For architecture, there is funding available through The Royal Institute of British Architects. Ella explains, “Trying to fund yourself at university is hard, especially with very hands-on, practical and time consuming degrees. RIBA offers scholarships and bursaries for Part 1 and 2 architects and student support funds. However, I personally did not make use of these opportunities as the application process proved somewhat inaccessible to me.” 

In addition, according to the British Dental Association (BDA), they offer funding such as student loans and NHS Bursaries for university students. Sources to help pay for tuition fees and living costs if you are on a low income, disabled or have children are on offer such as hardship funds, career development loans and cadetships. 

However, what do you do when the funding is not always accessible but the career is still your dream?

“I’ve struggled financially all throughout university. Myself and many on my course have part time jobs during our degrees and with zero hour contracts supporting yourself and your education can be balanced. It doesn’t mean it’s not hard though. 

“There will always be privileged people around you who have connections in the industry already and can gain work experience relatively easily, making them and their CV stand out. But there are alternate pathways to reach your goal,” Meg shares.

“There is the Equal Opportunities form which monitors equality in hiring in workplaces. Also a pathway I think is more suited to my financial needs is the paralegal route. Starting off as a paralegal’s assistant and working my way up to a paralegal provides that stable income, experience and opportunity to save up for the SQE to become a solicitor.”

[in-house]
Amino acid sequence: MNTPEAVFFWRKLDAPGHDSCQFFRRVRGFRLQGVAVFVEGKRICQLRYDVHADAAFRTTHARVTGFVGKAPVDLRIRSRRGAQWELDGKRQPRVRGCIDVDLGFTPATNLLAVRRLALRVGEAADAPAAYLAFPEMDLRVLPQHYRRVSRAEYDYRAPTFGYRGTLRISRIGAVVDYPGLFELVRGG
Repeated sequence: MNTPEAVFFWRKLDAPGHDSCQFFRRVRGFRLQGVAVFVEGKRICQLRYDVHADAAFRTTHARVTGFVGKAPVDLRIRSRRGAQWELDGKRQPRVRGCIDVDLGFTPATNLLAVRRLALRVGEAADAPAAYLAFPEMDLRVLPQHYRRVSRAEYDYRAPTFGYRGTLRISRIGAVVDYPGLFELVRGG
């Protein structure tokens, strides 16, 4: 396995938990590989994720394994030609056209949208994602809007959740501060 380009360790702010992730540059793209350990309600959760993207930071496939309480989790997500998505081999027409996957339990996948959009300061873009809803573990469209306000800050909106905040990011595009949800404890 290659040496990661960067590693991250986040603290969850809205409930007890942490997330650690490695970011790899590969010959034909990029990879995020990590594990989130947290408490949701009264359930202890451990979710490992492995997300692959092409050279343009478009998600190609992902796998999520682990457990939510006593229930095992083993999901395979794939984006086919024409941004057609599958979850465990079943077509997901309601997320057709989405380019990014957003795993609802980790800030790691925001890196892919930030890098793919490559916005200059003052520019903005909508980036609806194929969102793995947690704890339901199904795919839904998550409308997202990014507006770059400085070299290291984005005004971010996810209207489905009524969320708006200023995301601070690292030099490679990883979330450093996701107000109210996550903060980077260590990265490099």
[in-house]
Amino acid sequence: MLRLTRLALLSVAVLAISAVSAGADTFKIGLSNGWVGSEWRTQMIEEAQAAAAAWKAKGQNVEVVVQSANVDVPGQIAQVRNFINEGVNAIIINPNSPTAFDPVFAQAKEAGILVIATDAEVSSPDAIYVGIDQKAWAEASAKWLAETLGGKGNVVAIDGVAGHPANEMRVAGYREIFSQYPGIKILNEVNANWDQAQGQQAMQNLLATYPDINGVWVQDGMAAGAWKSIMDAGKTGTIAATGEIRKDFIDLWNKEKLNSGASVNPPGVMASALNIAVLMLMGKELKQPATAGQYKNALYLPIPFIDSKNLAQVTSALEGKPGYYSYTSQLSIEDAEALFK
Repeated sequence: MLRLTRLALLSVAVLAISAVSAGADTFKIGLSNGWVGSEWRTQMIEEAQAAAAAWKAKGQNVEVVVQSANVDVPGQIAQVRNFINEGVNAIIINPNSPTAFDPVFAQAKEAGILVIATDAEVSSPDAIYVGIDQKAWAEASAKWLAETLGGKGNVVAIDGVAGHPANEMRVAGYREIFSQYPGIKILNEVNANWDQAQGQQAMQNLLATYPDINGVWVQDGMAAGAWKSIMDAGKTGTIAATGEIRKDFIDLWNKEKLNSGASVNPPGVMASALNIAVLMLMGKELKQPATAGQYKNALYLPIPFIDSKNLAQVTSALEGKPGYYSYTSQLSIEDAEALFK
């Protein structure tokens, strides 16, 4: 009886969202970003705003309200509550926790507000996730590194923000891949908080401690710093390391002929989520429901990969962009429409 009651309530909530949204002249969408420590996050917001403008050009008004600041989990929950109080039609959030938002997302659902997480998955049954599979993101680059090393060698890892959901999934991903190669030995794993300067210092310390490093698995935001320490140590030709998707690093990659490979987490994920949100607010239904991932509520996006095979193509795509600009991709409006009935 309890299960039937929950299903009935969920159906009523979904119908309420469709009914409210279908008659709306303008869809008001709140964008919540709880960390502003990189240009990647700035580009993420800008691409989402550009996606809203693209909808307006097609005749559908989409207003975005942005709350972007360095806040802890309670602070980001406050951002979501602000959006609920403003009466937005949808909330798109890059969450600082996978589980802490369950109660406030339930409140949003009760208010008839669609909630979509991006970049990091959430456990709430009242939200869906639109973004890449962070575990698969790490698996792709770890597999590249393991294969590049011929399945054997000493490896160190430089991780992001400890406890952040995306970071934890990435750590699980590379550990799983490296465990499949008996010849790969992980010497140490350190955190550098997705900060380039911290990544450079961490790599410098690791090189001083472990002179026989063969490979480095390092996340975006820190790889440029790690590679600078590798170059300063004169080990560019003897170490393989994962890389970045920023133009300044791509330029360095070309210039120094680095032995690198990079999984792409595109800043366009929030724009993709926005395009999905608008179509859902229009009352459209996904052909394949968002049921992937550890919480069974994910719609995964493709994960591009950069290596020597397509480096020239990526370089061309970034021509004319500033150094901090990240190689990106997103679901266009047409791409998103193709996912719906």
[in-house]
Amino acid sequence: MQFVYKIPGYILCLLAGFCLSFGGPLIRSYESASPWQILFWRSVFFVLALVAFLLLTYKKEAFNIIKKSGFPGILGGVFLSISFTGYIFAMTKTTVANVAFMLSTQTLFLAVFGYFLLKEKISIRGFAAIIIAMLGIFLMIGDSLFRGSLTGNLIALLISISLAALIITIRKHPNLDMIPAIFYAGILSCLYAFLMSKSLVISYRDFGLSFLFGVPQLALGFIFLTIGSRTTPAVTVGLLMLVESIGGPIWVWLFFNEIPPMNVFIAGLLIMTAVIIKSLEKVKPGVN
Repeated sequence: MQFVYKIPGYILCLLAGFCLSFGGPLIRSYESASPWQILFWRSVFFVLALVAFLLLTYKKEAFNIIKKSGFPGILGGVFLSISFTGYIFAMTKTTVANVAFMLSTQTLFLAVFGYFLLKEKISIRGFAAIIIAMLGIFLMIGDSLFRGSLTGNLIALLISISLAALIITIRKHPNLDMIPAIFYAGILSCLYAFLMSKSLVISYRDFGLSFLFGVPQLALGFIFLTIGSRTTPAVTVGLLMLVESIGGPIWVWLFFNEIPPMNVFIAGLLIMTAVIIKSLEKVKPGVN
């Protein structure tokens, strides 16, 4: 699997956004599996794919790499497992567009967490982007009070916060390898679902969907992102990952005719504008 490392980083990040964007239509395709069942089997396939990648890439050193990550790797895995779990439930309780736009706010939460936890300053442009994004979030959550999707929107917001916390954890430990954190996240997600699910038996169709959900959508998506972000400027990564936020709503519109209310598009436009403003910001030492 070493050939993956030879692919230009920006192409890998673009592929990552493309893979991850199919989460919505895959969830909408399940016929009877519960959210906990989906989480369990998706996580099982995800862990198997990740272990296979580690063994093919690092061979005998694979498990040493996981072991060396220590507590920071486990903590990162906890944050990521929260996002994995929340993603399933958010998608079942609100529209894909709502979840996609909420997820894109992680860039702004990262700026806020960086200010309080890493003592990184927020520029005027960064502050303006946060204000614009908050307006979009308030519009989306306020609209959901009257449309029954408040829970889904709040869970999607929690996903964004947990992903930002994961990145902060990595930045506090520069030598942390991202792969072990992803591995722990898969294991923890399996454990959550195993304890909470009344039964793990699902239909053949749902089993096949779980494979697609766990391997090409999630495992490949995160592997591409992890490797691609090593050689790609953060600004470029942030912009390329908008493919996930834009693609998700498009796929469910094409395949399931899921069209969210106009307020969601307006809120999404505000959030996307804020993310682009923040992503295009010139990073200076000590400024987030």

Work experience is praised as the key to stand out on job applications but it is not always easy to get. When it’s all about who you know, what do you do if you don’t have those connections?

“Knocking on dental practices doors is a great way to get work experience if you don’t have those connections and volunteer work is great too. Applying in person means you can put your personality across and show your interest in working there. 

“Dental nursing is a great route to gain a feel for the field and some experience. My fiance did dental nursing and it does offer an advantage in the process of learning dentistry and communicating with patients.” Megan shares. 

Similarly, Ella praises the importance of meeting people and turning up to events in person. “There are so many talks on offer at university. Departmental societies will often host talks with alumni and experts in the field, and this is a great opportunity to network and expand your interests. I think it’s important to hold onto your passions and let them shine through in interviews – that’s what is really going to sell you to a prospective employer.”

“It is a very competitive field but there are so many architecture practices in varying sizes to explore. My advice is to stay curious, keep an open mind and the right job may well just come your way.” she says.

Despite the obstacles, these women highlight that if you are truly passionate about your dream you can do it and the years of hard work and dedication to reaching your career goals are worth it.

“I truly believe it is all worth it in the end. Right now me becoming a barrister feels so unrealistic but there’s so many empowering women in this field that inspire me to keep on going,” Meg exclaims

“There’s this sense of gratification knowing that I’ll make it on my own with no connections or opportunities handed to me. Everything I’ve got, I’ve earnt myself. Despite all the barriers, time and money, my career is something I want to invest in.”